Let me start by saying that I spent most of 2011 and 2012 being ill.
In late 2012, and early 2013, two things happened that helped me move on from that. One was my attendance at BristolCon, and the other, was taking up T’ai Chi.
Having improved my health and tweaked my ambition and self-belief, 2013 was mine to conquer.
Well, it is never quite like that, but what did happen was I went for it. I took a chance and went from talking about writing, to actually doing it.
So, shackles off, my first attempt at writing a story in over a decade was a short ‘steampunk’ story. I sent this off with little or no expectations. The success for me, was getting an idea turned into a story. The deadline was midnight, 16th June 2013. At 11:59 I clicked send.
It was with huge excitement, and a hell of a lot of disbelief, I learnt that my story had been accepted. The Editors, Roz and Joanne, walked me through a fair few re-writes, but in the end ‘Lord Craddock – Ascension’ was included in the Airship Shape and Bristol Fashion Anthology. Due to be released this month or next, hopefully!
Riding on a crest of joy, I decided I needed to find something, or someone nearby, that could help me develop my writing further, and give me the feedback I needed. It was in July that I went to the Penzance LitFest. I noted on the programme that there was a Writer’s Cafe. As always I was a little nervous about attending alone, and asked my friend Pete if he wanted to go, thinking he could walk into the room first. As it was, he and another friend Seb went, and I was able to stand quietly behind them both.
I started attending the cafe one afternoon a fortnight. We talked about writing, we did interesting exercises to stretch our writing muscles. Before I knew it, I was in a ‘Critiquing Group’, sharing stories and getting feedback. Thank you Inez and Victoria for being so patient with a novice.
In October I returned to BritolCon, this time listening intently to the speakers. It was different for me. I made notes, trying to take on board all the advice I could. I thought carefully about what was said, what I could use in my own writing and again noted that the people there, were the friendliest bunch I’d ever met.
Back to Penzance, and back to the Writer’s Cafe, where a gentleman called Francis told me all about Nanowrimo. Inspired, I signed up to try and write a novel in a month.
By the end of November I had 50,000 words of a novel, which I hope one day to finish and polish. In that time I also wrote a small piece of flash fiction for the Writer’s Cafe Anonymous Christmas Competition.
And so the year ended on another writing high, as my flash fiction was voted by my fellow writer’s as the winning story.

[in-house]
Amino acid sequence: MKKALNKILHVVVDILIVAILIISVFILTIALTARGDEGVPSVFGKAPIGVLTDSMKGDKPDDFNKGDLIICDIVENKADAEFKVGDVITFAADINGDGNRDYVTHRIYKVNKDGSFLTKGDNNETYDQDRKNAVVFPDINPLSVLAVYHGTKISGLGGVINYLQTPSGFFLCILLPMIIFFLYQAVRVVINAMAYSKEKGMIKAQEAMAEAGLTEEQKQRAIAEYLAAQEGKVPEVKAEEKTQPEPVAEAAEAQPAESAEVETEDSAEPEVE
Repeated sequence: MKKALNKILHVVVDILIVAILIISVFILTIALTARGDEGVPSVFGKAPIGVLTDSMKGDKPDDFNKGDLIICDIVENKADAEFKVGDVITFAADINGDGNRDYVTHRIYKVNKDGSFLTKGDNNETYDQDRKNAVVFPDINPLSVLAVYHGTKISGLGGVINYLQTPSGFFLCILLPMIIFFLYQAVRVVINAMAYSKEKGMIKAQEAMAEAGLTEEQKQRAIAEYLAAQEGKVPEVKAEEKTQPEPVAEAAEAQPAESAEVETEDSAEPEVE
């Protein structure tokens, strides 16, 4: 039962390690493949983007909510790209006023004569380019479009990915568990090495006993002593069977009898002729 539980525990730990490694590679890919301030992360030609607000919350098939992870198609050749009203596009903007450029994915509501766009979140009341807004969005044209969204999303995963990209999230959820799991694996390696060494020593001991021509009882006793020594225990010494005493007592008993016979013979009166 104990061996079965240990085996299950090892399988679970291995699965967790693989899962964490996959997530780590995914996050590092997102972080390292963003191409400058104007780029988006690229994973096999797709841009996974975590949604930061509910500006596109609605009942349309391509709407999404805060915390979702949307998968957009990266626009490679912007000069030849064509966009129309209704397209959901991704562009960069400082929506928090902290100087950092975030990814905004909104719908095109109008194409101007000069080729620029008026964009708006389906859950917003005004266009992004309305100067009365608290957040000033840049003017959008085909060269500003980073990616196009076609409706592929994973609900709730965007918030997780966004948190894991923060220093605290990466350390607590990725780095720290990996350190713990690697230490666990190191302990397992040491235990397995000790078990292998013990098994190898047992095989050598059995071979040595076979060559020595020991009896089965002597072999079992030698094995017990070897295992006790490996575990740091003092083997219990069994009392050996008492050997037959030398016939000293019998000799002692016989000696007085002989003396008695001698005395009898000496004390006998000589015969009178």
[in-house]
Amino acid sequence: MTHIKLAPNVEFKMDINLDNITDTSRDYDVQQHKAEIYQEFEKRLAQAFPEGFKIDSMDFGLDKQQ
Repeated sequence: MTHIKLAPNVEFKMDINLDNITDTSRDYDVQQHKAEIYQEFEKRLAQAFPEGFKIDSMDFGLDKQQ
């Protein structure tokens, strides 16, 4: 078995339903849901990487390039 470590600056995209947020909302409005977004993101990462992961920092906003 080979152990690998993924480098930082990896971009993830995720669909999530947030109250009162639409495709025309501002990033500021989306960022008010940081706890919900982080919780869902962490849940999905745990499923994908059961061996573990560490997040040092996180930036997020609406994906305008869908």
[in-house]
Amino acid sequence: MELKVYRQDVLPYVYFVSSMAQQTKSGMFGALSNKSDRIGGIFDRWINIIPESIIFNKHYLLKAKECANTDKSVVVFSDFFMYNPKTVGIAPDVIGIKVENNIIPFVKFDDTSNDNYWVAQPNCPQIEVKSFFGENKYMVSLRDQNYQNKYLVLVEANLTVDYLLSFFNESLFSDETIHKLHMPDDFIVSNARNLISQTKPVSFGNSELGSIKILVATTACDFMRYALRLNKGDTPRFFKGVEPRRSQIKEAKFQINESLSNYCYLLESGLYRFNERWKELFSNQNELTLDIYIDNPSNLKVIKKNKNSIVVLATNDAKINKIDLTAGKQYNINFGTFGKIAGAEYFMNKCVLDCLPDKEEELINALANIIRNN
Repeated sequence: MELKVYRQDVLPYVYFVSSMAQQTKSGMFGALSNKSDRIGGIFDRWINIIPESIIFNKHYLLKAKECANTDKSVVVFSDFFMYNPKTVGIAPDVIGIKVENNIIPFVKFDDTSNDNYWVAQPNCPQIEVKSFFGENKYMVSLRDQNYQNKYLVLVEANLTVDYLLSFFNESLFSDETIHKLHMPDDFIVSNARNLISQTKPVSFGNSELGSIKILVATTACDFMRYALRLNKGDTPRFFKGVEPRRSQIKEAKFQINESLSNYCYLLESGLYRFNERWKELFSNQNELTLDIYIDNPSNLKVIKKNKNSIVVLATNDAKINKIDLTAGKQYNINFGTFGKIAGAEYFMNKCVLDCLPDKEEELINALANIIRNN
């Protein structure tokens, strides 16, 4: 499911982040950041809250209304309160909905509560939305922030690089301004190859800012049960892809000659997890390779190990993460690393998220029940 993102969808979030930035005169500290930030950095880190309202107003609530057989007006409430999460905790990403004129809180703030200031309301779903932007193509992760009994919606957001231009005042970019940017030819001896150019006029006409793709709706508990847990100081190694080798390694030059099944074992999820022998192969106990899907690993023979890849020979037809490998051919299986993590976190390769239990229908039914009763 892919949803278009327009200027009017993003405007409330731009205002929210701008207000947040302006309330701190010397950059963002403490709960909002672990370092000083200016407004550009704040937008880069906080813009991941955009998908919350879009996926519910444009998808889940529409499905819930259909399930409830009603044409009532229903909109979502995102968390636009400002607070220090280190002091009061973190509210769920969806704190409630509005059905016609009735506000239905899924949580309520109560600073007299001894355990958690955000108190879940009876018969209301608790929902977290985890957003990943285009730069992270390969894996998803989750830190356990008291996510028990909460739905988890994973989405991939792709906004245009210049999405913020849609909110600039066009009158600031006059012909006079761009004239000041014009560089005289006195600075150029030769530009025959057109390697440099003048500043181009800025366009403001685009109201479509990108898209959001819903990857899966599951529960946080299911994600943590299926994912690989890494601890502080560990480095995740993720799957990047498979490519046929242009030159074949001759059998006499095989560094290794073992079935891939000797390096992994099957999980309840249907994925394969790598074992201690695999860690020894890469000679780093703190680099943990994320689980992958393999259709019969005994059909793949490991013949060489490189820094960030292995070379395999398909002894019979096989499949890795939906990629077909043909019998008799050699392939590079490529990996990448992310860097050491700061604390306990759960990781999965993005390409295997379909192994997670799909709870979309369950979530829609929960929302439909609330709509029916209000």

I feel very lucky that people seem to like what I write. I’m hoping that 2014 can be just as successful, if not more. To that end, I’ve already joined some other writer’s and committed to try and write and submit one short story a month throughout the year.
Of course, during 2013 I also tried my hand at blogging – it has been a hit and miss affair. It is on my must try harder list!
Good Luck to you all, no matter what it is that you are trying to achieve. Thanks for the support.. Here’s hoping the year of the Horse is a good one!
And so, I leave you with my winning bit of flash fiction. It had a 300 word limit and it is a hard skill to contain a story, with a start, middle and end, in that amount of words. I’m not happy with it. I see all the faults, all the things I would like to change but well, others liked it, so I will resist the urge to re-write it. I post it here, in it’s original, winning, form…
Lost & Found
“Welcome,” cried Joy, “one and all, to the Writer’s Cafe Christmas meeting!”
“The theme is ‘Fact or Fiction’. A tale, that may be about you or may be entirely made up. It is for others to guess. Who’s first?”
A grey haired lady, called Claire, shot her hand up. “Me! Then it’s over with.”
“When I was young, I met a boy, whom I loved deeply. Our families disliked one another bitterly. It was definitely, not approved of.”
Certain she had their attention, she continued, “He was duly shipped off to Canada. It broke my heart. I sold all I had, and sailed after him.”
A voice mumbled, “It’s a bit clichéd.”
“I arrived, a couple of months after him. There, I discovered that he had bought a ticket to sail back home.”
She gathered herself. “That ship sank. Distraught does not begin to tell you how I felt. In fact it was only last year, I felt able to live in Penzance again. And that is how I came to be the spinster sat here before you.”
A ripple of polite applause followed. Murmurs of, ‘it sounds a bit far-fetched’, and, ‘she’s a good actress’ were heard.
“Fact or Fiction?” Teresa asked.
From the corner of the room a gentleman spoke, “I’d like to say, that that story is entirely true, apart from one aspect.”
The gentleman stood to speak. He too was greying, and he leant on a walking stick. “The part you got wrong is that although he did buy the ticket, he missed that boat. He caught the next one, where he waited many years for this moment. The moment, he might find his true love again.”
A tearful Bill stood up and proclaimed, “Merry Christmas! Somebody get the mistletoe, quick!”